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Tag Archives: Five Sentence Fiction

The mighty will fall


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This year would be different.

He’d eaten a huge breakfast, an even bigger lunch, and guzzled half a dozen flimsy bottles of water.

He was gonna get rich claiming money from the fraternity brothers who’d bet against him, boisterous guys who were now one pint lighter, chowing down on cookies and juice while they taunted him from the canteen.

As the vivacious young nurse swabbed the crook of his burly arm with iodine, the sounds of the Red Cross volunteers speaking to other donors spiraled into silence as if sucked down a huge drain, until all he could hear was his own pulse thundering through his veins.

Though his vision was quickly dimming, he saw the overhead fluorescent light glint off the sterile needle being brandished by delicate latex-clad fingers, and true to form, the biggest, baddest linebacker on campus hit the floor for the fourth straight year.

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A very loose interpretation of Lillie McFerrin‘s Five Sentence Fiction prompt thunder, inspired by my own blood donation yesterday. There was no actual drama at the blood drive, and no college football players were harmed in the creation of this story.

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Posted by on September 3, 2013 in Challenges, Fiction, Tuesday Tales

 

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Known unto God

11,954 burials, 8,367 of which are unidentifiedCommanders in far-off war-rooms issue orders as if the supply of khaki-clad boys were limitless. Bravely they do as they are told, charging bunkers, strafing airfields, storming beaches. By the tens of thousands they fall, sons, brothers, fathers, uncles. Too many to send home, too many to identify–nameless heroes planted reverently in some farmer’s field. In perpetual anonymity they rest, their final slumber deep, if not peaceful.

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five sentence fictionLillie McFerrin’s Five Sentence Fiction prompt for this week was the word “limitless.” When I visited the WWI battlefields near Ypres, Belgium, earlier this year, the rows of gravestones of unknown soldiers buried in Tyne Cot Cemetery seemed limitless to me. No surprise, I guess, since there are nearly 12,000 headstones, 8,300 of which are nameless. The waste of human life took my breath away as I tried to imagine the families back home who were left with empty arms and were not even given the cold comfort of a gravesite to visit in return.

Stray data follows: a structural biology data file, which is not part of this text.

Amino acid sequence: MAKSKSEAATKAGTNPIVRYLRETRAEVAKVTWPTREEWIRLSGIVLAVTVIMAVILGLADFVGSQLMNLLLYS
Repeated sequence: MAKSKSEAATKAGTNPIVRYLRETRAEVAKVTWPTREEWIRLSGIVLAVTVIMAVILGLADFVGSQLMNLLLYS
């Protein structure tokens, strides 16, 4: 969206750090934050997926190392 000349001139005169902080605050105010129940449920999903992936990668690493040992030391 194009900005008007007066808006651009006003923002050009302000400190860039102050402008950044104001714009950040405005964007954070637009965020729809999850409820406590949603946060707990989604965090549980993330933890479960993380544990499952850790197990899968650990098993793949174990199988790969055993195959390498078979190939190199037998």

My five sentences didn’t emerge as fiction…my apologies for that.

 
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Posted by on July 30, 2013 in Challenges

 

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Wiser for the experience

101_3154“I don’t know, why don’t you try and find out?” I said when my granddaughter brought a proposed solution to her dilemma to the arm of the porch swing where I sat carving in the warm afternoon sun.

A little while later, she reappeared and plopped dejectedly beside me, propelling the swing into a gentle rhythm before sighing, “It didn’t work, Grandpa.”

“I’m not surprised, Pumpkin.”

“If you knew it wouldn’t work, why didn’t you tell me before I started?”

“If I had, I would have robbed you of the wisdom you gained by trying it yourself.”

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This short piece was written for Lillie McFerrin’s Five Sentence Fiction prompt “wisdom.”

 
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Posted by on July 23, 2013 in Challenges, Fiction, Tuesday Tales

 

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Love’s last flight

100_9530The sunset flight had been her birthday gift to him last week, and his face had lit up at the thought of crossing one more thing off his bucket list; he really needed to start adding to the list so as not to be bored senseless in his old age.

She had perused customer reviews on the balloon company’s website and studied ten years of meteorological data, trying to find a window of opportunity when cancellation due to weather was least likely, then finally just closed her eyes and pointed to a random square on the calendar.

She’d regretted her impulsive selection process when the sound of rain pattering against the windows awakened her before the alarm this morning, but the showers had passed before she’d even reached the bottom of her ritual mug of Earl Grey and the balloon pilot had rung at lunchtime to confirm their flight would depart as scheduled.

As they drifted silently above a breathtaking patchwork of carefully tended fields, bisected by an undulating ribbon of sparkling gold, the pilot gave a slight nod and she raised her glass of complementary champagne to toast the dwindling bucket list.

Then, with only a moment’s hesitation, she turned her face into the sun and tipped her husband over the side of the wicker basket, a new widow’s tear-choked prayers following his ashes as they billowed out in the balloon’s wake.

“Five Sentence Fiction is about packing a powerful punch in a tiny fist,” says Lillie as she offers up her weekly challenge on Lillie McFerrin Writes. The word she chose for this week’s inspiration was ‘flight’.

 

 
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Posted by on July 9, 2013 in Challenges, Fiction, Tuesday Tales

 

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